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PURPOSE: The aim of this study was to measure persistence with pharmacological treatment in the specialist mental healthcare of patients with schizophrenia, bipolar disorder, and unipolar depression in Lombardy, a region of 10 million inhabitants located in the northernmost part of Italy. METHODS: The data concerning psychiatric care used in this study were retrieved from the regional Psychiatric Information System, while information on drug treatment was retrieved from the regional administrative database. Time to lack of persistence with initial pharmacological treatment was the outcome measure. RESULTS: A total of 11,797 patients, followed in the specialist mental healthcare system, started a new pharmacological treatment for depression, schizophrenia, or bipolar disorder during 2007. Overall, 8,500 patients (72.1%) discontinued treatment during the 12 month follow-up, with a median duration of 101 days. Very similar discontinuation rates were observed in patients with unipolar depression, schizophrenia, and bipolar disorder. In the multivariate analysis, operational definitions of continuity and intensity of care were the most robust determinants of persistence with drug treatment in each of the three cohorts of psychiatric diagnoses. CONCLUSIONS: High rates of treatment discontinuation were found in a population of patients with severe mental disorders followed in the specialist mental healthcare system of an Italian region, with no differences among patients with unipolar major depression, schizophrenia, and bipolar disorder. These findings corroborate the notion that the problem of treatment discontinuation in psychiatric disorders is a factor related to the capacity of the mental health system to assure and maintain continuity and intensity of care.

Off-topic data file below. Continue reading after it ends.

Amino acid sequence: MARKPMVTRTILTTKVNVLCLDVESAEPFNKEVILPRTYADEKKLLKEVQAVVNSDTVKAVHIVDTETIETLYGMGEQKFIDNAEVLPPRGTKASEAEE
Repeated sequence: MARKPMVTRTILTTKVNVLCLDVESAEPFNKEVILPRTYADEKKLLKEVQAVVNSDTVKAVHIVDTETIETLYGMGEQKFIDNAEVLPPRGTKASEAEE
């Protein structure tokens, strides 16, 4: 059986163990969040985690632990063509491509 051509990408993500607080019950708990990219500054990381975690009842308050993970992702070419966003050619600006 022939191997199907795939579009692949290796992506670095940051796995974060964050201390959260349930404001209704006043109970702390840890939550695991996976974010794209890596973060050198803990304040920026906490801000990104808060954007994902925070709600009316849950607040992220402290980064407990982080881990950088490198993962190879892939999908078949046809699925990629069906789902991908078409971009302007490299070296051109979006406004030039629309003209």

Original publication

DOI

10.1007/s00228-012-1298-2

Type

Journal article

Journal

Eur J Clin Pharmacol

Publication Date

12/2012

Volume

68

Pages

1647 - 1655

Keywords

Adult, Female, Humans, Italy, Male, Medication Adherence, Mental Disorders, Middle Aged, Psychiatry, Specialization